What I like in Rashidov is that his art is new. I do not like what we keep seeing here lately. I like seeing things different from those you find in France. That is why I was interested in Mr. Rashidov’s work, his is an expressionistic art. And at the same time figurative. Which is figurative art but with the deformations of the artist-expressionist. The French public always keeps watch over someone. Which is – people buy when they know that others like them are buying. The spontaneous French buyers are few. But if the news of someone selling in a gallery gets around, then everyone gets interested – the same when it was fashionable to possess Luis XV furniture. In France this is a kind of fashion.

There is something very important about collecting – it is like love. I see a work of art and… as if something dawns on me and I like it at first sight.

We must not try to understand and find the answer – why you like and want to buy a work of art . This is my profession.

Pere A. Serra

Academy of Fine Arts

I had the happy opportunity to meet the great sculptor Vezhdi Rashidov through my good old friend Bernardo Quetglas who is a big collector of works of art, a man who has done something almost impossible: at the centre of Mallorca Island where only almond-trees and carobs grow, along with the solitary pine tree, he, so to say, has “planted” about one thousand sculptures which give the scenery the feeling of surreal beauty, a dream in paradise, another dimension of reality. Among these one thousand sculptures the power, beauty and moving messages the works of Cardenas and our great friend Vezhdi Rashidov stand out. These two artists endow this sculpture park with unique beauty and meaning.

But here I do not want to speak about Bernardo Quetglas, nor Cardenas, who was called by another great sculptor Enrique Broglia called “El Morenito”. It is possible, though I could be mistaken, but I believe that in his work “El Maestro” Vezhdi Rashidov has drawn inspiration from two really great sources – William Blake and Francisco Goya Lucientes who, in my opinion is the father of Impressionism and hence of all modern art.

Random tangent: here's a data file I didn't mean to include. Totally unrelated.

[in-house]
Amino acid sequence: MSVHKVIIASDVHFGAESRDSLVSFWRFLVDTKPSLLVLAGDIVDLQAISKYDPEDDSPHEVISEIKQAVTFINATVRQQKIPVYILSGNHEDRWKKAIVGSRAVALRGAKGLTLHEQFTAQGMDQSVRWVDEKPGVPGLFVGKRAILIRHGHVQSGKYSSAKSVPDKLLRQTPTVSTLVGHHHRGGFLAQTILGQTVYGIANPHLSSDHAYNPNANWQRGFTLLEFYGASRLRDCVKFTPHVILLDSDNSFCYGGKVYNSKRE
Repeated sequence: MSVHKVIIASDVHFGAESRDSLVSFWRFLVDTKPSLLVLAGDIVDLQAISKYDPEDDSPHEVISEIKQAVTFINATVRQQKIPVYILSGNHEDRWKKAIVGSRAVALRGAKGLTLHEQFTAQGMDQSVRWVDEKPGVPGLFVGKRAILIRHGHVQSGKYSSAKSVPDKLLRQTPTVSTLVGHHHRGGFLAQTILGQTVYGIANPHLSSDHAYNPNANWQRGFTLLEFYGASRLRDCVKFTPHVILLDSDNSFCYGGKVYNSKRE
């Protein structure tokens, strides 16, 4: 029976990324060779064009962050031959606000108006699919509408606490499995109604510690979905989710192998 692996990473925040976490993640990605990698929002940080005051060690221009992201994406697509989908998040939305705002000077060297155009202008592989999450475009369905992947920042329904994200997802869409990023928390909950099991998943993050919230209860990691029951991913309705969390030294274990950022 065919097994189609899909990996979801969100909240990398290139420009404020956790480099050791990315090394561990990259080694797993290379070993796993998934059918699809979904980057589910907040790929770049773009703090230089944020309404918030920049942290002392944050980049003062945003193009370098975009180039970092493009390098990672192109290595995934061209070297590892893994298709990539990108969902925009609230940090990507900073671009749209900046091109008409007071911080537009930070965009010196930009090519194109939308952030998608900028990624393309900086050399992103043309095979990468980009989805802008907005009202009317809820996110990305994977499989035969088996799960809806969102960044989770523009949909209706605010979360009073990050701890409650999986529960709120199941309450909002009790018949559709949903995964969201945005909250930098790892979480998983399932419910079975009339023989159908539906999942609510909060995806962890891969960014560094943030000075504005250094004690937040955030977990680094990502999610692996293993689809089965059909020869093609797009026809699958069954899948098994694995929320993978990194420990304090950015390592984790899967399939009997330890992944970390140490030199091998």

His tortured images, his birds – ready to make nests in an inferno inherent more to the works of Blake, as if descending from the “bleak series” paintings of Goya, but endowed with new life by the bronze.

Talking of modern art I’ve always said that the artists of the 21st century are always standing before one of the greatest challenges in the history of art –

from the paragons of Altamira to the present, passing through the Egyptian, Greek and Phoenician art and coming to Malevich’s white on white and Picasso’s women with three, four or five eyes, and also why not to the fantasy, surrealist, poetic, beautiful and universal world of Miro’s constellations.

And this challenge is how to find new ways in art, how to discover new horizons.

It is very difficult for the modern artists to fight the challenges of the epoch. Challenges which, in my humble opinion, Vezhdi Rashidov has succeeded in fighting with.

The Grand Master of sculpture Rashidov has succeeded in creating in the 21st century new forms, to inspire new emotions, to define through new vehicles of expression a new and different art.

We thank you, Vezhdi, for the pleasure you gave us by letting us appraise a new and different way of interpretation in art.

Among so much mediocrity, among so many peddlers in the filed of art who want to show off as great artists, but who cannot potter out of their mediocity, you Bulgarian Maestro, represent the oasis full of life and artistry in this boring and dull desert that art has been turned into today.

Tjapko and Marjolijn

De Queeste Gallery

We have a gallery and sculpture garden (De Queeste) in a small place in Holland (Heerde), but with great artists from Bulgaria. One of these is Vejdi. We think of him as a gifted sculptor and artist, whose work we love, especially the portraits and the intriguing “Strangers”. But most of all, Vejdi is a great person and friend.

As strangers we entered his wonderful house in Simeonovo for the first time, 6 years ago and we left as friends. Since then we met many times. So far we had 2 exhibitions in our gallery with works of Vejdi and both times he was present at the opening, supporting us in our efforts to promote Bulgarian art in the Netherlands.

He encouraged us by saying that history has shown that even small places can play a major role in the quest for art. Of course his work is prominently present in our collection as well.

Vejdi, thank you for your support and friendship and for the wonderful moments we spent together with you and Sneja.